Wednesday, July 7, 2010

Ouch! Abscesses Explained...

An abscess is a sensitive swelling of infection, usually resulting from a bite wound or other penetrating injury. Abscesses are seen most commonly in cats with outdoor access – usually from a bite from another cat, since the bacteria that cause infection are normal inhabitants of the feline mouth. We see more bite wound abscesses in the spring and summer months when outdoor cats are more active and territorial.

An abscess will usually develop about 3 days after a cat has been bitten or otherwise wounded. Although abscesses may appear anywhere on an animal’s body, they are most frequently located on the limbs, face, base of the tail and back. An owner that frequently interacts with their cat is likely to see or feel the lump – especially since it is painful and the cat will react when touched in that area. The cat will also usually feel under the weather and have a fever.

Treating an abscess involves draining, flushing, and cleaning the area – then keeping the area open and clean while the rest of the infection drains out over the next few days. The initial treatment of draining and flushing the abscess should be left to a veterinarian, since sometimes the opening needs to be surgically made bigger to let it drain, and antibiotics should be started to prevent the cat from becoming sick from the circulating infection.

If you suspect your cat has an abscess, the cat should be seen by a veterinarian the same day since they are painful and antibiotics are needed.

Coyotes in Michigan: What You Should Know

Coyotes pose a serious threat to domestic pets in certain residential and urban areas. We have documented reports of many attacks on outdoor cats by coyotes – most of which occurring in populated areas such as Birmingham and Bloomfield Hills.

Studies have been done in other parts of the country on coyote hunting behavior in residential areas, and domestic cats were found to be at high risk of attack. The majority of interactions occurred in residential areas between sunset and sunrise during the pup rearing season (spring and summer months).

Here is a link from the website outlining more information on Coyotes in Michigan:

Coyotes in Michigan >>

CATegorical Care: An Owner’s Guide To America’s #1 Companion

This helpful guide outlines many interesting aspects of cat care including kitten behavior and socialization, enriching indoor environments, nutrition, and senior/geriatric care - and much more. Approved by the American Humane Association, CATalyst Council, Society of Animal Welfare Administrators, and Winn Feline Foundation.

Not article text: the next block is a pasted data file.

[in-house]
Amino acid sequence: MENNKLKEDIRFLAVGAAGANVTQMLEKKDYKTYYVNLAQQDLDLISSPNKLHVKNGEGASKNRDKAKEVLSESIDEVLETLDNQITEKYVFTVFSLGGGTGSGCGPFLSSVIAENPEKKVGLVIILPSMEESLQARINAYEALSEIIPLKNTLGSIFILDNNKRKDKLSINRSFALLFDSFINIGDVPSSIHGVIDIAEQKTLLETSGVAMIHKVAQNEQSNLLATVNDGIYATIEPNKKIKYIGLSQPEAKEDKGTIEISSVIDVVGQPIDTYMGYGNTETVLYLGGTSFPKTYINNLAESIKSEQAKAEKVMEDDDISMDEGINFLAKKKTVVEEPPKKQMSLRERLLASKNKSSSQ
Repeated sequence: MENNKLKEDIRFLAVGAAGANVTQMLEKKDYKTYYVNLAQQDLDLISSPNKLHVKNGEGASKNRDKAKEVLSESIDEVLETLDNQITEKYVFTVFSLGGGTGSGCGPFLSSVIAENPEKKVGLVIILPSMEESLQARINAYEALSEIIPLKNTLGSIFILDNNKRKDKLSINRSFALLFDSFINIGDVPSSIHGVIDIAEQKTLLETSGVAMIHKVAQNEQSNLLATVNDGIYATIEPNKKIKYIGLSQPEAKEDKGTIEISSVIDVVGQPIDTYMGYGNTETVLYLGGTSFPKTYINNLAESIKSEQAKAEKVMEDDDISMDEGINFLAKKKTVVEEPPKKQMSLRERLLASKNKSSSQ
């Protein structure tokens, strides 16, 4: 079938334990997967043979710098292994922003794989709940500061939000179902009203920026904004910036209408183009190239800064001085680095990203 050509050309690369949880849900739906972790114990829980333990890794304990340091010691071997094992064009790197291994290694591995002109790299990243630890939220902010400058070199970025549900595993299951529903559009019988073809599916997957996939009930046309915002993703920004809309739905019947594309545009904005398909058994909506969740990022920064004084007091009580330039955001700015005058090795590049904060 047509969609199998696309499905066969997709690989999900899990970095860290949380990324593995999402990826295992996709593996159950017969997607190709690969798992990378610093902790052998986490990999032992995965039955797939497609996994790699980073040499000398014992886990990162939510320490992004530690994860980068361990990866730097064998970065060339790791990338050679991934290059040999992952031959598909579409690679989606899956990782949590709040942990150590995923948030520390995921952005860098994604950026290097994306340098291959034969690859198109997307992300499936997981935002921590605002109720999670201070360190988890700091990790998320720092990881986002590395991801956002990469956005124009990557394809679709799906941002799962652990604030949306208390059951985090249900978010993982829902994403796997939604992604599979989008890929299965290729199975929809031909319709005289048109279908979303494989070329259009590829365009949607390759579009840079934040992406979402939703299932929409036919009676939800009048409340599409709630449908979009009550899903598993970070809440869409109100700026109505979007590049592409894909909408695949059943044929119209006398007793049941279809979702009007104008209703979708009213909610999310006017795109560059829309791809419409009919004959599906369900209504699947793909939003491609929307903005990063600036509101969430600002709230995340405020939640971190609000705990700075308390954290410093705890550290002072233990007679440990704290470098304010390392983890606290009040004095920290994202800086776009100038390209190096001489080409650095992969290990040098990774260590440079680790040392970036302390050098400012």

CATegorical Care: An Owner's Guide To America's #1 Companion

Cats are Seen Less by Vets Than Dogs? Why..?

Veterinarians are seeing fewer cats than dogs. However, cat ownership has increased dramatically in recent years, with cats now ranked as the nation’s #1 companion animal. There are about 88.3 million owned cats in the country and 74.8 million owned dogs, according to the American Pet Products Manufacturers Association (APPMA) 2007-2008 National Pet Owners Survey.

Also, we learned from the American Veterinary Medical Association (AVMA) 2007 U.S. Pet Ownership and demographics Sourcebook, that cat visits had decline 11% from 2001 to 2006, even though the number of owned cats increased.

So why is this?

Experts and veterinarians believe the discrepancy stems from simple convenience. Cats are less accustomed to transport and travel than dogs. Therefore, its typically more of a hassle to bring a cat to the veterinarian than to bring a dog. People are used to taking their dogs with them on excursions in their car – so it’s not as stressful to take the dog to the vet as it is to take the cat in. So it’s easier for the client when they get the reminder postcard just to throw their dog in the car and run to the vet.

Because veterinary visits often are more difficult and traumatic for cats, owners may be less inclined to make the effort unless their cat is visibly suffering or sick – increasing the likelihood of skipped routine check-ups.

Another factor may be the perception that cat are independent, and self-reliant creatures. But ironically, it is precisely that self-reliant nature that warrents more caution on the part of the cat owner. Cats are extremely good at hiding illness. They don’t show major outwards signs even when something is wrong. So for a lot of people, the perception is, “Why go through all the trouble and spend all that money when they seem fine?”

But any change in a cat’s activity or habits warrants attention. For example, in its early stages, chronic kidney disease begins with nothing more than a subtle increase in water consumption, or a subtle increase in urination frequency. And diabetes – a common but serious condition in cats – begins with symptoms like small weight loss and changes in water consumption.

In today’s recession, keeping a cat healthy actually is more cost-effective than treating a problem once it is under way.

Another factor that may impact cat care is the homeopathic movement. After it was discovered about 15 years ago that some cats developed injection-site sarcomas after vaccinations, many owners and some veterinarians concluded that routine vaccinations were not worth the risk of cancer.

However, while the final decision to vaccinate is up to owners, veterinarians caution against letting fear of vaccinations stand in the way of basic veterinary care.

Other owners may assume that if their cat stays indoors, it is not at risk of contracting the diseases vaccinations are meant to prevent. But even indoor cats risk contracting a respiratory virus. Unvaccinated cats can and will be exposed to the viruses these vaccines prevent. Cat owners should discuss their concerns with their veterinarians to make well-informed choices.